Leslie Blum got choked up when Santa Claus entered her daughter’s hospital room.
She didn’t think the 6-year-old would get to see the jolly old elf this year.
But Santa, clad in his traditional red suit and a firefighter’s helmet, made the rounds Thursday at Children’s Hospital & Medical Center. He was accompanied by members of the Omaha fire union.
The crew delivered toys, wooden firetrucks and gift cards to patients at the Omaha hospital.
Blum’s daughter, Ryleigh Heesch, has been in the hospital with a bad case of pneumonia. They aren’t sure when she will be released.
But Ryleigh was in good spirits for the surprise Santa visit. She reclined in her hospital bed with her new toy, still boxed, perched on her lap.
After dropping off presents with the firefighters, Santa made a return trip to her room on the sixth floor.
“Hey, Santa. I’m going to give you a hug and a kiss,” Ryleigh said.
After giving him a squeeze around the neck and a peck on the cheek, she rattled off her Christmas list: glittery shoes and some earrings.
The firefighters union has been organizing the toy drive for about 10 years, said Omaha Firefighter Ryan Loewenstein. For the past several years, Loewenstein has been spearheading the effort in honor of his late son, Easton.
Easton spent time in and out of Children’s while battling an intestinal condition. He died at 18 months old.
Loewenstein knows how it feels to spend the holidays in the hospital. It isn’t fun.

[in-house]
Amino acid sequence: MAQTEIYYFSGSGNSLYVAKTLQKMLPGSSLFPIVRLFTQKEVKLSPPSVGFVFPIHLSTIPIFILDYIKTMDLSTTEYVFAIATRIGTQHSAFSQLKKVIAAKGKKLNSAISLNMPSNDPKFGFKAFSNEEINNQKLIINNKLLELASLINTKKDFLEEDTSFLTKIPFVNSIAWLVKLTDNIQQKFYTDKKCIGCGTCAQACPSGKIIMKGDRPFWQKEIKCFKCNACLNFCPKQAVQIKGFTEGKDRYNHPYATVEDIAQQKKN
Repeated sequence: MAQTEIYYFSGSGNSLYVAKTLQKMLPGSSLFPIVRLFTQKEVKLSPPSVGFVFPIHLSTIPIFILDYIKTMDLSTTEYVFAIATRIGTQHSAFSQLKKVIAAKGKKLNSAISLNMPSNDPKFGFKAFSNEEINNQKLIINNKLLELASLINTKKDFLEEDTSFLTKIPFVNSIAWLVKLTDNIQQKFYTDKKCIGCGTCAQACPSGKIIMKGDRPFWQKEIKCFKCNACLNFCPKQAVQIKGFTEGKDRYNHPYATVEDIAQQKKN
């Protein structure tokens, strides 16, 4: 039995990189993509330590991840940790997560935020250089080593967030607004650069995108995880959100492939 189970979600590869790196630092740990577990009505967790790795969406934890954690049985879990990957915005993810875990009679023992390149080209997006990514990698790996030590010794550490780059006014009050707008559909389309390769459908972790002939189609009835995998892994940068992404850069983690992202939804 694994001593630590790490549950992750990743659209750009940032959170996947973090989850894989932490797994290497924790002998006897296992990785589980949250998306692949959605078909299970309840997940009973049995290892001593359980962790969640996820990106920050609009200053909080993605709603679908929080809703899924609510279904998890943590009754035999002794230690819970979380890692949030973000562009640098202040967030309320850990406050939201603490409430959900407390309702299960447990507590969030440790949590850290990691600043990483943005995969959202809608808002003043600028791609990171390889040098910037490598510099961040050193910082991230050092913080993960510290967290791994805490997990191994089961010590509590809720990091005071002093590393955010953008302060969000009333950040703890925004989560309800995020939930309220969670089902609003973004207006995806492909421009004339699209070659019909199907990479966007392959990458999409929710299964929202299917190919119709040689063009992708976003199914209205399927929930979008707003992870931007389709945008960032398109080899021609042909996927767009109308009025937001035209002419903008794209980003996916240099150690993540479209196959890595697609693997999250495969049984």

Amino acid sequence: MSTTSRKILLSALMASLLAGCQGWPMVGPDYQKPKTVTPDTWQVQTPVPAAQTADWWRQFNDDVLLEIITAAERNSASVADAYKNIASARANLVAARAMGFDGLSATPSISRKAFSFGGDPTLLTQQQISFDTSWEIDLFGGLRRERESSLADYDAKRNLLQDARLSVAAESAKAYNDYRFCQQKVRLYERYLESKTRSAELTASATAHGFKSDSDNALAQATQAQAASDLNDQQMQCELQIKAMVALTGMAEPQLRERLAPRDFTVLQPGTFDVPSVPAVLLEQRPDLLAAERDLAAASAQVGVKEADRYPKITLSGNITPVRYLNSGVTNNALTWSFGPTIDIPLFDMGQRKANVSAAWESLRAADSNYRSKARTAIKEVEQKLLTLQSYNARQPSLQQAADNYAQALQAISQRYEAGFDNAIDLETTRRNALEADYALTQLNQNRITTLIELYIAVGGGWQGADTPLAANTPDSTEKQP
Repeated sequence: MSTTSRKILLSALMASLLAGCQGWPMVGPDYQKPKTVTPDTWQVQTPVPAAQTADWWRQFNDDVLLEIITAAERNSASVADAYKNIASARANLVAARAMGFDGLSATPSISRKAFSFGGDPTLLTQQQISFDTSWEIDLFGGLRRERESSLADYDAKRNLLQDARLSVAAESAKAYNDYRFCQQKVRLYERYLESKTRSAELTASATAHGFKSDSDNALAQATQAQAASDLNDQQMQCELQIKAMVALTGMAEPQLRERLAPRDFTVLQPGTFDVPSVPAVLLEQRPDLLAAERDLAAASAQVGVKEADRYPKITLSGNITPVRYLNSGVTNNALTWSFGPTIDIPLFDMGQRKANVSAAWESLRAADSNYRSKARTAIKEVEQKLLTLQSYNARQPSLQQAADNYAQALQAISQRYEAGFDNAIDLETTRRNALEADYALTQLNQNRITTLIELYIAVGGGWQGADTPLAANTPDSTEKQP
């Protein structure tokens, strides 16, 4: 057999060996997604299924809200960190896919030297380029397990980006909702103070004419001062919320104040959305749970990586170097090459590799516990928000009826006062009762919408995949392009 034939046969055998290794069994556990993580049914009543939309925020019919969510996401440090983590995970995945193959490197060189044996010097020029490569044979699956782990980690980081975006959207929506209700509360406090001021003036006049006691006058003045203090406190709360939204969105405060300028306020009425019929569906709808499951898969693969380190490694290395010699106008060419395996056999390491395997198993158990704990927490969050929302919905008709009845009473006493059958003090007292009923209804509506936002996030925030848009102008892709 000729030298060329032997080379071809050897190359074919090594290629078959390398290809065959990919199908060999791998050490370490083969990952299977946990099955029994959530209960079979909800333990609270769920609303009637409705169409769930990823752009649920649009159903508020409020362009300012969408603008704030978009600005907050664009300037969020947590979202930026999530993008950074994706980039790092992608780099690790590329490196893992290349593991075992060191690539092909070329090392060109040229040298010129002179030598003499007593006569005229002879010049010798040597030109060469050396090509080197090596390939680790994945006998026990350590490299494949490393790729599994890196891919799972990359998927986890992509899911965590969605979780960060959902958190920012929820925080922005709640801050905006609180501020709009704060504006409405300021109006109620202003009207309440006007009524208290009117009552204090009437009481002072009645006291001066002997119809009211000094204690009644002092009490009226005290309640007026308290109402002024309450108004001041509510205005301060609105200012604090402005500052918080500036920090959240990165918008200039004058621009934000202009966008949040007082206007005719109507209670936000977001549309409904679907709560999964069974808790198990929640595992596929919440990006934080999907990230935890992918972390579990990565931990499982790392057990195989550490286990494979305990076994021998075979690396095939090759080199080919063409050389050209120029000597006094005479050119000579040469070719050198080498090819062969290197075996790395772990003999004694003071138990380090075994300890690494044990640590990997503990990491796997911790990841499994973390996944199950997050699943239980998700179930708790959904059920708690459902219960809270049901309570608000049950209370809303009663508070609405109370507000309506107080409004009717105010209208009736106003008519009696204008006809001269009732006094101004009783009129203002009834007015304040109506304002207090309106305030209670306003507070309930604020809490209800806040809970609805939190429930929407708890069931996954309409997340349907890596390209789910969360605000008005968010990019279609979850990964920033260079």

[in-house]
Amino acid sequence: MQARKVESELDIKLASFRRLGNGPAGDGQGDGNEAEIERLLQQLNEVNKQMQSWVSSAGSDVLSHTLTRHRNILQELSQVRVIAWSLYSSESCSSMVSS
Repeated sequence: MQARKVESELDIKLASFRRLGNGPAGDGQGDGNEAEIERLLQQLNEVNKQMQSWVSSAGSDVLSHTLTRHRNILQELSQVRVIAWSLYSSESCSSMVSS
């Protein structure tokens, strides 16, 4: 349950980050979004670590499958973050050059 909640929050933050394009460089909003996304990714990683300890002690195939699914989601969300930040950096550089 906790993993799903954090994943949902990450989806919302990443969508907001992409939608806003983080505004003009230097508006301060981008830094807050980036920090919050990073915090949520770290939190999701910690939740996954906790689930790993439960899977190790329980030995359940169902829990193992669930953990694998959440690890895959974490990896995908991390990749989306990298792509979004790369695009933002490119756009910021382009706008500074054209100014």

“We get to see joy on the kids’ faces,” he said. “We’re all firefighters, and our community is very important to us. This is a way to give back.”
About 50 members of the union, including Santa and Buddy the Elf, helped with the toy drop-off.
The visits are a way to add some normalcy to a hospital stay, said Terry Patterson, director of family resources at the hospital.
“They’re not forgotten,” Patterson said. “Santa knows the address to Children’s, and the people in the community care.”
On one stop, Emry Huse set aside her gift-wrapped present for a wooden firetruck Santa rolled her way. The 5-year-old hoisted it into her mom’s arms before tearing into the other present.
The trucks were made by Omahan Don Klitz. He has been crafting the trucks — about 10 each year — for the last six years of the union’s toy donation tradition.
“It’s the best day of the year for me,” Klitz said.
Eli Shepard was one of the more bashful patients. He hid behind his present while Santa and firefighters visited. But the 4-year-old wasted no time ripping off the wrapping paper when Santa gave the go-ahead.
Meanwhile, Emma Gehring had only one question for Santa: “Can I open it?” Mom Kathryn helped her open the gift, and Emma quickly offered up a thank-you and “Merry Christmas.”
Emma has been hospitalized for 20 days, said her dad, Brent Gehring. She has been battling a brain tumor and suffered complications recently.
“To see the joy and laughter,” Brent Gehring said, “it’s the best gift we could get.”
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